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  • It's quite easy to offend someone these days.

  • Even me stating this observation can rub someone up the wrong way.

  • In the age of social media, we get bombarded with crude language, opinions we don't like

  • and stuff that's downright mean.

  • That's probably why we see an increase in language policing and censorship.

  • To some extent, depending on the context, this can be a good thing, for example, to

  • protect minors.

  • But when it's going too far, we can ask ourselves: aren't we getting too thin-skinned?

  • From a Stoic point of view, we're not offended by what we deem offensive, but by our choice

  • to be offended.

  • Words of other people cannot hurt us unless we let them.

  • In this video, I'll show you Stoic wisdom that can help us thicken our skin.

  • Seneca the Younger was a statesman, dramatist, and satirist.

  • But I think that most of us know him as one of the great Stoic philosophers.

  • Seneca was concerned with the nature of insults and being offended.

  • He wrote down his thoughts on this matter in a work named De Constantia Sapientis, which

  • is Latin for On The Firmness Of The Wise Man.

  • He criticized his friend Serenus for wishing that people, in general, shouldn't offend

  • each other.

  • According to Seneca, this is completely unrealistic and not in our control.

  • Instead, we should aim for not being offended, which is in our control.

  • This brings us to the first piece of wisdom:

  • (1) Don't demand the world to be nice.

  • The world is full of people that are selfish, insolent, arrogant, ignorant, mean, cruel,

  • and so forth.

  • This may sound pessimistic, but it isn't far from the truth.

  • We cannot expect that people are nice to us all the time because they aren't.

  • Humans possess the full range of emotions, desires, and mindstates: from angry, to happy,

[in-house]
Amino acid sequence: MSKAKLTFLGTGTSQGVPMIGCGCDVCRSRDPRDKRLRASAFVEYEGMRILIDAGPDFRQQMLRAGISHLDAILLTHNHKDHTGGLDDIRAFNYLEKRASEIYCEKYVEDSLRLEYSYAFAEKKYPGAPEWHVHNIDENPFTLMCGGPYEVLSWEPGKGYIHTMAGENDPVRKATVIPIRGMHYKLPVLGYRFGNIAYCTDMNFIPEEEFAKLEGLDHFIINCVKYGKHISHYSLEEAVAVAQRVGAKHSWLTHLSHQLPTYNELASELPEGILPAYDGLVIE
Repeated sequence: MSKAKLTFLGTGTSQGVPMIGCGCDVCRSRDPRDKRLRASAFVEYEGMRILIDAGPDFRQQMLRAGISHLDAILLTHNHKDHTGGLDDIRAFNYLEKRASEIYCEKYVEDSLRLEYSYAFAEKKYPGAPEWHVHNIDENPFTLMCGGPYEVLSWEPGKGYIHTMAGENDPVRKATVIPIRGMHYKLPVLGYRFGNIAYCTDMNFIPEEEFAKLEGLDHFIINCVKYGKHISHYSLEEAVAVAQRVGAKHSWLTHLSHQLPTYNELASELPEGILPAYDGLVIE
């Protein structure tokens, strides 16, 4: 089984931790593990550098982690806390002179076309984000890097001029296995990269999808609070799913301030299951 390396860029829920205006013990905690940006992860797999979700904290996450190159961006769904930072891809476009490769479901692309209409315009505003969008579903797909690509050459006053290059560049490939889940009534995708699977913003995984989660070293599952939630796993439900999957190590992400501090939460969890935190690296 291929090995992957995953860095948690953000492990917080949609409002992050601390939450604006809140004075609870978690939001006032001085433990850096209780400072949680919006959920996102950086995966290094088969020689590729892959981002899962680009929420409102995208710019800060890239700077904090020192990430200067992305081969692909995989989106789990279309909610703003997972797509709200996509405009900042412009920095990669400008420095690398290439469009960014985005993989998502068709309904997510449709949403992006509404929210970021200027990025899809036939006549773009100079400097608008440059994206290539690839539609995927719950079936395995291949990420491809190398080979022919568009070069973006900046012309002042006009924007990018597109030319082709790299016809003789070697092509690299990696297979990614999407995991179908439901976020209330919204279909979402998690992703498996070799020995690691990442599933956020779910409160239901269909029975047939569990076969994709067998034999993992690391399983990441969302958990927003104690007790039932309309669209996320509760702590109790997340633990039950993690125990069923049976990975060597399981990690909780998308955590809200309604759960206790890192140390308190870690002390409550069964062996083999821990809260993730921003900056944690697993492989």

• from compassionate to sadistic.

  • Also, there are as many opinions as there are people, including opinions we don't

  • agree with.

  • Resisting this is a recipe for disappointment and will lead us to 'get offended' all

  • the time by what's simply a product of nature.

  • Demanding that the world doesn't offend us is futile because it's impossible to

  • alter more than 7 billion people to our own liking.

  • As Seneca stated and I quote:

  • You are expressing a wish that the whole human race were inoffensive, which may hardly

  • be; moreover, those who would gain by such wrongs not being done are those who would

  • do them, not he who could not suffer from them even if they were done.”

  • End quote.

  • Now, even though we cannot demand that everyone will always be nice to us, this doesn't

  • mean that we should put up with people treating us badly.

  • We can set boundaries, and choose not to spend time - or at least limit our interactions

  • - with people that don't respect us.

  • But if we accept that people will be people including their darker sides, we'll not

  • only have a much easier time here on earth; we also give our fellow human beings the right

  • to exist and speak their minds.

  • (2) Accept the truth, reject nonsense.

  • So, in my book, which I'll talk about a bit at the end of this video, I've made

  • a proposition inspired by the work of Seneca, on how to handle insults based on truthfulness.

  • With this method, it's logically impossible to be offended.

  • Before I continue, let's take a look at what Seneca had to say about handling insults,

  • jokes and other stuff that people may throw at us.

  • I quote: